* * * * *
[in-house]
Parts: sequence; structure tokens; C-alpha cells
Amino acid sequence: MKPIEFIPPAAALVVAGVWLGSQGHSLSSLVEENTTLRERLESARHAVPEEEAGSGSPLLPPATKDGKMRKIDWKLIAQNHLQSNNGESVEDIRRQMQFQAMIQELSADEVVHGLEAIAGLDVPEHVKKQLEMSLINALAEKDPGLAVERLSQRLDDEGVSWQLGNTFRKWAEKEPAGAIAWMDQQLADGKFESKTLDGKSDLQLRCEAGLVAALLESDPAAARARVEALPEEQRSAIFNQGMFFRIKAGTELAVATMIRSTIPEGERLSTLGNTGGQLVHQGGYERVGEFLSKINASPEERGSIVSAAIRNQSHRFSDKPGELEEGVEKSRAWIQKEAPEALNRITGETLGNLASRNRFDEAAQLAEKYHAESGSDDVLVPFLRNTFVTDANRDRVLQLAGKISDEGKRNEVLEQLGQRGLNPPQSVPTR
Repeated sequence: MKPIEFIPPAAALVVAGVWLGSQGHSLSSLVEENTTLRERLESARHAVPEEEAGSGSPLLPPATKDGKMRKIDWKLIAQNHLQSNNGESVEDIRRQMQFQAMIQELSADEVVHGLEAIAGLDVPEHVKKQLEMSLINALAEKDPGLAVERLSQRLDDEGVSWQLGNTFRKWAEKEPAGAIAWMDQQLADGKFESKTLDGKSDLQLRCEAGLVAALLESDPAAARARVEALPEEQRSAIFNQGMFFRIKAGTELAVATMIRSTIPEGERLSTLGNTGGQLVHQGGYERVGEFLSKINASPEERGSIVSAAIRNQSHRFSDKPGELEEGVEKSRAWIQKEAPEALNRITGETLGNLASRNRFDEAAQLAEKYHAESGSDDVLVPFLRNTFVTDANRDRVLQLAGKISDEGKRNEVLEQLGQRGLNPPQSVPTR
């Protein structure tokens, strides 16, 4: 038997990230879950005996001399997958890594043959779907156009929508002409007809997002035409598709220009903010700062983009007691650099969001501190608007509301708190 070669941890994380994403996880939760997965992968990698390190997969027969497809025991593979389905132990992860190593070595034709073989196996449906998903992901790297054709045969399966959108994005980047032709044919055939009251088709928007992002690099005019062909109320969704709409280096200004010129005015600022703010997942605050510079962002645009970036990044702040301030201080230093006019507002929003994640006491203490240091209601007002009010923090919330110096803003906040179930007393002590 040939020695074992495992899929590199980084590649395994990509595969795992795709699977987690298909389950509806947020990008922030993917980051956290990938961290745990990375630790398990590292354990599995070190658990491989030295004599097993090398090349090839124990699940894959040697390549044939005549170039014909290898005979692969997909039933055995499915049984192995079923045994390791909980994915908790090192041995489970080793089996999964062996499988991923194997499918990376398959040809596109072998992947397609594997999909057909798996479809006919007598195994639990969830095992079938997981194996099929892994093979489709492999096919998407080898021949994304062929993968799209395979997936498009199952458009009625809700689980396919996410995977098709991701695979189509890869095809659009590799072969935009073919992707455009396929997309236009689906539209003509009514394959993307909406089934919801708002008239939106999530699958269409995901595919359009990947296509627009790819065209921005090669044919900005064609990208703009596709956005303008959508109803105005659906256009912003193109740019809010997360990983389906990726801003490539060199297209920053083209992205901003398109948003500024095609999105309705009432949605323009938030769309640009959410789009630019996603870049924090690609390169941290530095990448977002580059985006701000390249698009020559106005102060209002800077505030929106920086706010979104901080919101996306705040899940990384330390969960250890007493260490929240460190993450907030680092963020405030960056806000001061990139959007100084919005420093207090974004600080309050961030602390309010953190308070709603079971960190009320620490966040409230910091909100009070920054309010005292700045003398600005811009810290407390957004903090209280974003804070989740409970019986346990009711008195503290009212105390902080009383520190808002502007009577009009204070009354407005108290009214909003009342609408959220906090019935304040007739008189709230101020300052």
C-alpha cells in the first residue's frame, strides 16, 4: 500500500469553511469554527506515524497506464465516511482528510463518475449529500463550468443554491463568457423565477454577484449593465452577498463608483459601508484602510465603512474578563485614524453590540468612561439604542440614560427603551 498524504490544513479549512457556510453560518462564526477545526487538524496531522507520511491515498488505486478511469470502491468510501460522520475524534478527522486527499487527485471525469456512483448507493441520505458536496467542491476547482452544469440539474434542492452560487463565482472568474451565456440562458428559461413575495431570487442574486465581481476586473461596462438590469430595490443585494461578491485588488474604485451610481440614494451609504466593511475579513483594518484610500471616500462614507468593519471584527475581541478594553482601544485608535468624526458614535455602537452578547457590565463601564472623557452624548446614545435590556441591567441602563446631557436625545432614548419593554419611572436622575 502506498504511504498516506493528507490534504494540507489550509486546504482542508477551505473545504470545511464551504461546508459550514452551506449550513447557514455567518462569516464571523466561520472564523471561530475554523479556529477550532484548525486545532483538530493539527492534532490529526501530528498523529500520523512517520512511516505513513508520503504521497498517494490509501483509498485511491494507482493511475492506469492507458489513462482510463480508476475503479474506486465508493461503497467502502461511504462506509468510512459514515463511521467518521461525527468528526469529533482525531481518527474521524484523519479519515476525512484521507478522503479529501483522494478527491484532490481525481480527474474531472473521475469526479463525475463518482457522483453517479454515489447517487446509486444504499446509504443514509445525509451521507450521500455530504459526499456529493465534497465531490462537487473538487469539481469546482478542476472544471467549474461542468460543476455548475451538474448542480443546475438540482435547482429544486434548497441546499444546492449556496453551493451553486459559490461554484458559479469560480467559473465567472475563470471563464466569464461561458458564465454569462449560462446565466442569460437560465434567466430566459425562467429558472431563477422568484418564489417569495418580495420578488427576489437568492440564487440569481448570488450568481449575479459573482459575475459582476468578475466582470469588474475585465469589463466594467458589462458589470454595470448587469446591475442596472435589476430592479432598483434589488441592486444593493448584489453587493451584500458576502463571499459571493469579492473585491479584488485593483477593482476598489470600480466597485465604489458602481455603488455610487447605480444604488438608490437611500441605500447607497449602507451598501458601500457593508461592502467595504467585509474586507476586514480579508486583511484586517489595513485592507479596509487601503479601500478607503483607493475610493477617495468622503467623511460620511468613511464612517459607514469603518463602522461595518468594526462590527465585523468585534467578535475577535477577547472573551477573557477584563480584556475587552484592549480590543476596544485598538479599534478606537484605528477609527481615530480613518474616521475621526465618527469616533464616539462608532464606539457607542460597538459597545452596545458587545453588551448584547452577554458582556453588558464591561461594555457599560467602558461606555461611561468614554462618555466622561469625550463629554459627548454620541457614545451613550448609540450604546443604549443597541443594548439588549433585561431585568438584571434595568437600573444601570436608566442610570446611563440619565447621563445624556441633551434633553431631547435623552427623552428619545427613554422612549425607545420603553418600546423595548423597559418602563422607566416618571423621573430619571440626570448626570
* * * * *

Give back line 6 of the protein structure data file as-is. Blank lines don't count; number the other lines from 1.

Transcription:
C-alpha cells in the first residue's frame, strides 16, 4: 500500500469553511469554527506515524497506464465516511482528510463518475449529500463550468443554491463568457423565477454577484449593465452577498463608483459601508484602510465603512474578563485614524453590540468612561439604542440614560427603551 498524504490544513479549512457556510453560518462564526477545526487538524496531522507520511491515498488505486478511469470502491468510501460522520475524534478527522486527499487527485471525469456512483448507493441520505458536496467542491476547482452544469440539474434542492452560487463565482472568474451565456440562458428559461413575495431570487442574486465581481476586473461596462438590469430595490443585494461578491485588488474604485451610481440614494451609504466593511475579513483594518484610500471616500462614507468593519471584527475581541478594553482601544485608535468624526458614535455602537452578547457590565463601564472623557452624548446614545435590556441591567441602563446631557436625545432614548419593554419611572436622575 502506498504511504498516506493528507490534504494540507489550509486546504482542508477551505473545504470545511464551504461546508459550514452551506449550513447557514455567518462569516464571523466561520472564523471561530475554523479556529477550532484548525486545532483538530493539527492534532490529526501530528498523529500520523512517520512511516505513513508520503504521497498517494490509501483509498485511491494507482493511475492506469492507458489513462482510463480508476475503479474506486465508493461503497467502502461511504462506509468510512459514515463511521467518521461525527468528526469529533482525531481518527474521524484523519479519515476525512484521507478522503479529501483522494478527491484532490481525481480527474474531472473521475469526479463525475463518482457522483453517479454515489447517487446509486444504499446509504443514509445525509451521507450521500455530504459526499456529493465534497465531490462537487473538487469539481469546482478542476472544471467549474461542468460543476455548475451538474448542480443546475438540482435547482429544486434548497441546499444546492449556496453551493451553486459559490461554484458559479469560480467559473465567472475563470471563464466569464461561458458564465454569462449560462446565466442569460437560465434567466430566459425562467429558472431563477422568484418564489417569495418580495420578488427576489437568492440564487440569481448570488450568481449575479459573482459575475459582476468578475466582470469588474475585465469589463466594467458589462458589470454595470448587469446591475442596472435589476430592479432598483434589488441592486444593493448584489453587493451584500458576502463571499459571493469579492473585491479584488485593483477593482476598489470600480466597485465604489458602481455603488455610487447605480444604488438608490437611500441605500447607497449602507451598501458601500457593508461592502467595504467585509474586507476586514480579508486583511484586517489595513485592507479596509487601503479601500478607503483607493475610493477617495468622503467623511460620511468613511464612517459607514469603518463602522461595518468594526462590527465585523468585534467578535475577535477577547472573551477573557477584563480584556475587552484592549480590543476596544485598538479599534478606537484605528477609527481615530480613518474616521475621526465618527469616533464616539462608532464606539457607542460597538459597545452596545458587545453588551448584547452577554458582556453588558464591561461594555457599560467602558461606555461611561468614554462618555466622561469625550463629554459627548454620541457614545451613550448609540450604546443604549443597541443594548439588549433585561431585568438584571434595568437600573444601570436608566442610570446611563440619565447621563445624556441633551434633553431631547435623552427623552428619545427613554422612549425607545420603553418600546423595548423597559418602563422607566416618571423621573430619571440626570448626570